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I’m excited to share this chocolate brownie, it’s veganrecipebowl’s first cake! Plus they’re my favourite type of brownies, the intensely chocolatey ones that are light at first bite, yet turn fudgy as you eat them.
Releasing this cake recipe also means something else – I’ve found a way to make awesome cakes without eggs. I’ve been developing and testing a base recipe for a couple of months, an all in one method that makes simple, reliable vegan cakes possible. The goal is a ratio that can be adapted and customised to make new cakes in the future. Many experiments later, I’m satisfied it works.
The story gets kind of weird though. Unlike many vegan cake recipes, there’s nothing I can point to that’s officially the egg replacement.
I started developing this by making regular cake recipes with the eggs omitted. And I expected them to fail in some way – but that was the whole point. If you want to know what an ingredient does, take it out and see which properties vanish with it. To be reasonable though, I did replace the weight of the egg with water. It made a very thin, light batter that didn’t look promising. But in the oven it went, and not long after…out came a surprisingly good cake! The recipe has been refined from this early stage – and I have learnt about its properties and quirks – but nothing has officially replaced the eggs.
Let’s just take a minute to look at the weird thing that happened here, you take the eggs out and the result is…good cake? Have we been mistakenly thinking we need eggs or something like them in cakes all these years? Well, turns out the secret is already out. I soon learnt from a friend there are actually many cake recipes from the war that use no eggs or specific egg substitutes. Seems people knew it back then, and I accidentally found it out again – cakes can be made without a single egg. Crucially though, I’ve found these aren’t just any cakes, they’re good cakes. Potentially excellent cakes. With a little care they’re light, soft, rich in flavour, hold together and slice well. No compromises.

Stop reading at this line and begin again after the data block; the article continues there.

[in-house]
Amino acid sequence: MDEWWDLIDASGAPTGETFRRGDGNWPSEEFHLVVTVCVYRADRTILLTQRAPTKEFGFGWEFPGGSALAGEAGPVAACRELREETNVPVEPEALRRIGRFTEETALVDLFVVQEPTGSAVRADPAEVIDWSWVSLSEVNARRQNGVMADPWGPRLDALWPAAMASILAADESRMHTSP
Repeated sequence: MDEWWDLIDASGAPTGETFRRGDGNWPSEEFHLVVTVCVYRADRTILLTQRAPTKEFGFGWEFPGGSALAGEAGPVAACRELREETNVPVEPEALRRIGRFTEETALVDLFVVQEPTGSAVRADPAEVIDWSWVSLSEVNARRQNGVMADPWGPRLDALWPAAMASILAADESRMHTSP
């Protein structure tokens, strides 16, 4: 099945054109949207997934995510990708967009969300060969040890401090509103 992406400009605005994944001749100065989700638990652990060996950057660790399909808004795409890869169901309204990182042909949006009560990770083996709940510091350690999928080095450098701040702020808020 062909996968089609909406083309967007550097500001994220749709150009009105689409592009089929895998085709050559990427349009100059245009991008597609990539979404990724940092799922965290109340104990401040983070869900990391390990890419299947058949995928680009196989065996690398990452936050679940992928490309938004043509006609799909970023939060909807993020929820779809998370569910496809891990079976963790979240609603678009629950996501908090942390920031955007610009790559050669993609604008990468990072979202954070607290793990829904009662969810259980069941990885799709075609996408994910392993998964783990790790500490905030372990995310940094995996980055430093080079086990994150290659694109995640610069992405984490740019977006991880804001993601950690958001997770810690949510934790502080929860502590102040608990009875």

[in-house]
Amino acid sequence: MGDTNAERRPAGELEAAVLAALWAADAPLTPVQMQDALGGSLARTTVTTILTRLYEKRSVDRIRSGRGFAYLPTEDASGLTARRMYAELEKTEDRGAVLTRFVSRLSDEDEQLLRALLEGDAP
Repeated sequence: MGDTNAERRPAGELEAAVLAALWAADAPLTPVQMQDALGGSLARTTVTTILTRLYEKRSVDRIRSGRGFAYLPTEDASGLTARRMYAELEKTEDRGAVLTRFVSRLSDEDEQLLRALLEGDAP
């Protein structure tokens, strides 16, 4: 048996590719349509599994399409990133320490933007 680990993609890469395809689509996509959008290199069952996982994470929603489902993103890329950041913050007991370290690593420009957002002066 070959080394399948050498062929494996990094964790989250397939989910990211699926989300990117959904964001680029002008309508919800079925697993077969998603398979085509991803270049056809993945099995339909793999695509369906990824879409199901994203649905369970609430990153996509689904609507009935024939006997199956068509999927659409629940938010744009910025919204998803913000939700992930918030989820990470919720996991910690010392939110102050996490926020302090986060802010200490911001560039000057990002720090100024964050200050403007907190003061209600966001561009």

The core ratio for my vegan cake base is:
1 part flour : 1 part soy milk : 1 part sugar : 0.5 part fat.
That’s it, nothing exotic or hard to find. To turn it into a cake, add some raising agent and adjust cooking temperature/time to suit the texture you want. Hotter and faster for lighter, not so hot and bake a little longer for denser. This chocolate brownie takes the latter route to develop the perfect texture. You can customise the flavour with additional ingredients, different types of sugars, and decorate as you like. It can branch out to just about any cake you wish. From a light, fluffy swiss roll to this dense fudgy, chocolate brownie, I’ve made it with a variant of this base ratio.